Ventisca peeks at passengers

On September 11th we didn’t have to travel far before coming across several different species of fascinating marine life. Only 40 minutes into the trip, we stopped just off of Race Point beach in Provincetown and located a Mola Mola, or ocean sunfish. Mola Molas are bizarre-looking creatures with a giant, floppy dorsal fin. Considered by some to be the largest type of zooplankton, they weigh over 600 pounds and drift along with currents feeding on jellies and crustaceans. Minke whales and fin whales were also out in full force by Race Point, taking advantage of the productive upwelling that occurs as the waters of Cape Cod Bay collide with the waters of the Atlantic Ocean.

After venturing far into the center of Stellwagen Bank, we found Pepper and her calf, lobtailing and flipper slapping. Heading back for Provincetown, we came across two more mother and calf pairs. Valley’s calf and Anchor’s calf rolled around at the surface, clearly basking in the company of the other’s presence. Meanwhile, the adult humpbacks didn’t stray too far away. Anchor was born in 1983 and Valley was first seen in 1985. They have both had calves before, so they know to stay by their sides almost constantly for their first year of life!

On September 12th , in an area east of Stellwagen Bank, we encountered a small humpback whale with an enormous propeller scar across its back. Even though Stellwagen Bank is a National Marine Sanctuary, these whales aren’t free from threats. In fact, as a multi-use sanctuary, where commercial fishing, shipping, and recreational boating is particularly prevalent, there are a number threats to these whales from human activity. In fact, ship strikes and entanglement in fishing gear are thought to be the leading causes of death for humpback whales in the North Atlantic. While this whale seemed to be carrying on without too much trouble, the massive scar on its back was a sad reminder of the threats these whales face, and this whale will carry these scars throughout its life.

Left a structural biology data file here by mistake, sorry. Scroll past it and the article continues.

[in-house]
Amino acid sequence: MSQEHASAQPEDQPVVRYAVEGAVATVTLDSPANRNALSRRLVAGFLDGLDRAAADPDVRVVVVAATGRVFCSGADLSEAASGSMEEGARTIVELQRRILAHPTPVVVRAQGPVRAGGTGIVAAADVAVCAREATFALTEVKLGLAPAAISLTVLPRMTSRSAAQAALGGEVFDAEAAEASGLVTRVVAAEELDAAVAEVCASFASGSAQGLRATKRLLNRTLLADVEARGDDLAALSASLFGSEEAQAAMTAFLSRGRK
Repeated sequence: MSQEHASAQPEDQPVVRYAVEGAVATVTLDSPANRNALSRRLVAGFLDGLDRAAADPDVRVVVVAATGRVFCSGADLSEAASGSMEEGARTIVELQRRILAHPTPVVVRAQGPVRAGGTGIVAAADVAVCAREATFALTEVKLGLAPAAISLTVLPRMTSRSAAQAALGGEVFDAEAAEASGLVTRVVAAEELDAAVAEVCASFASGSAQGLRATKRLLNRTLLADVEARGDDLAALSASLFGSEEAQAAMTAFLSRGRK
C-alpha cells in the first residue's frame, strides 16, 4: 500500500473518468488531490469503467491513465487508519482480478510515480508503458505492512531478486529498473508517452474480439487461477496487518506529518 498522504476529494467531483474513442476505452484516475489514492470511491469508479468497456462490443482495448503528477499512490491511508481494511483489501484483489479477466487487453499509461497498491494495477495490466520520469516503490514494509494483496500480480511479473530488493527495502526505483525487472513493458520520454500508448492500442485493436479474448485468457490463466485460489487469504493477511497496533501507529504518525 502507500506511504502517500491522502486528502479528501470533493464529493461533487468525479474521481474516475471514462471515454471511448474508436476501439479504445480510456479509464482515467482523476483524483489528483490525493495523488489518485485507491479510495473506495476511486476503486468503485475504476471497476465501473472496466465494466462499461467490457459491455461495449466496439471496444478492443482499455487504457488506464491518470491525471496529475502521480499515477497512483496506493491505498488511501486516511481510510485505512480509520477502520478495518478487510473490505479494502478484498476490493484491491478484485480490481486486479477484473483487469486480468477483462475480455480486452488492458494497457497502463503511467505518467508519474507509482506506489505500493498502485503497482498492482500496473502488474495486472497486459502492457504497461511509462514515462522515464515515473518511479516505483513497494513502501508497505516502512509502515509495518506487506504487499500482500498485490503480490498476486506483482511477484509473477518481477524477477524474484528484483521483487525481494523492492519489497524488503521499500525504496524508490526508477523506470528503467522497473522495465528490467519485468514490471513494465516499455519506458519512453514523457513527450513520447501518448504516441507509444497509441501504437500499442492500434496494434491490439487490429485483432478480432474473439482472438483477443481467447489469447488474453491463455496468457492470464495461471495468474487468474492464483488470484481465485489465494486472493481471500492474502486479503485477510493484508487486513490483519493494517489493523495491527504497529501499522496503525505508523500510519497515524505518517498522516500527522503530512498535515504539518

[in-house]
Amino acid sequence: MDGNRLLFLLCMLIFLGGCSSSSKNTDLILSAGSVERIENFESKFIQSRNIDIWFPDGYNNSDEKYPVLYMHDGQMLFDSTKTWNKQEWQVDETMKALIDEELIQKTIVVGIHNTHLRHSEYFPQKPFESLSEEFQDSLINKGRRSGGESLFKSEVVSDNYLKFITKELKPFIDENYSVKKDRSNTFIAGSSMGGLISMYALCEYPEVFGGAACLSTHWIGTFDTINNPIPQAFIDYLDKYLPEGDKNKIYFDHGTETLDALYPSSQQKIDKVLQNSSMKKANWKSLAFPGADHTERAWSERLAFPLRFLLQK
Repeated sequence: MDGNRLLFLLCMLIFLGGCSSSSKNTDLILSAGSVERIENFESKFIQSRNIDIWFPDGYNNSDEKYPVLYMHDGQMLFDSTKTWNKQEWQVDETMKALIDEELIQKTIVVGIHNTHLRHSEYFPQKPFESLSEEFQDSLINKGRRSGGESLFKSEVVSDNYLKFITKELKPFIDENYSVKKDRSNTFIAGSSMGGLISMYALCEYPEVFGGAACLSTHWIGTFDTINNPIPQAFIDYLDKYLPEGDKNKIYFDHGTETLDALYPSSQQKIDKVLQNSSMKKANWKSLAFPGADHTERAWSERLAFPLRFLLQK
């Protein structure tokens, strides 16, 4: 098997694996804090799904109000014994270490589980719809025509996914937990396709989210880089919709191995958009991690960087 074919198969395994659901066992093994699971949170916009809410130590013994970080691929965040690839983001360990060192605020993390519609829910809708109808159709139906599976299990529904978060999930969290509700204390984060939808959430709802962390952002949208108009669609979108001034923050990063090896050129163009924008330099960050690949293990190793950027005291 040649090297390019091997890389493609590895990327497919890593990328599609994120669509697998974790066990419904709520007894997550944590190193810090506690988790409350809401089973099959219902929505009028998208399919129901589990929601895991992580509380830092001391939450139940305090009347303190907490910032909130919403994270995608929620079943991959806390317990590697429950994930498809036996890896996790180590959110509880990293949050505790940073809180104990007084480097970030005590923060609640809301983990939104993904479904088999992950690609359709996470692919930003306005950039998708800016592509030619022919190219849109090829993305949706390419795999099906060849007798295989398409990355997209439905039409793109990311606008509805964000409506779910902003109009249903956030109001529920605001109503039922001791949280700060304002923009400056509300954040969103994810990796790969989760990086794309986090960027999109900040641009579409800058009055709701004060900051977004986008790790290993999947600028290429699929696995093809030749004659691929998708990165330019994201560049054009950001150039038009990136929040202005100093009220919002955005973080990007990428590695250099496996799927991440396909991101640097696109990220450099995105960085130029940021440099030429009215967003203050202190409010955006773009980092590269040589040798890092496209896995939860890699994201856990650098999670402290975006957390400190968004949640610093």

Humpback with propellar scars

We stayed with this whale for over twenty minutes, trying to get a good photo of its tail, or fluke, for identification purposes. While we were there, this whale breached, or jumped completely out of the water, on several occasions, while continuing to chin breach for a long time afterward. A chin breach is a sort of partial-breach, where the whale slaps its chin on the surface of the water, landing on the ventral, or underside of its body. After analyzing the photos after the trip, this whale was identified as an unnamed individual, its small size suggesting that it was a juvenile. It is likely that this whale will be given a name by a group of scientists next April.

A humpback whale breaches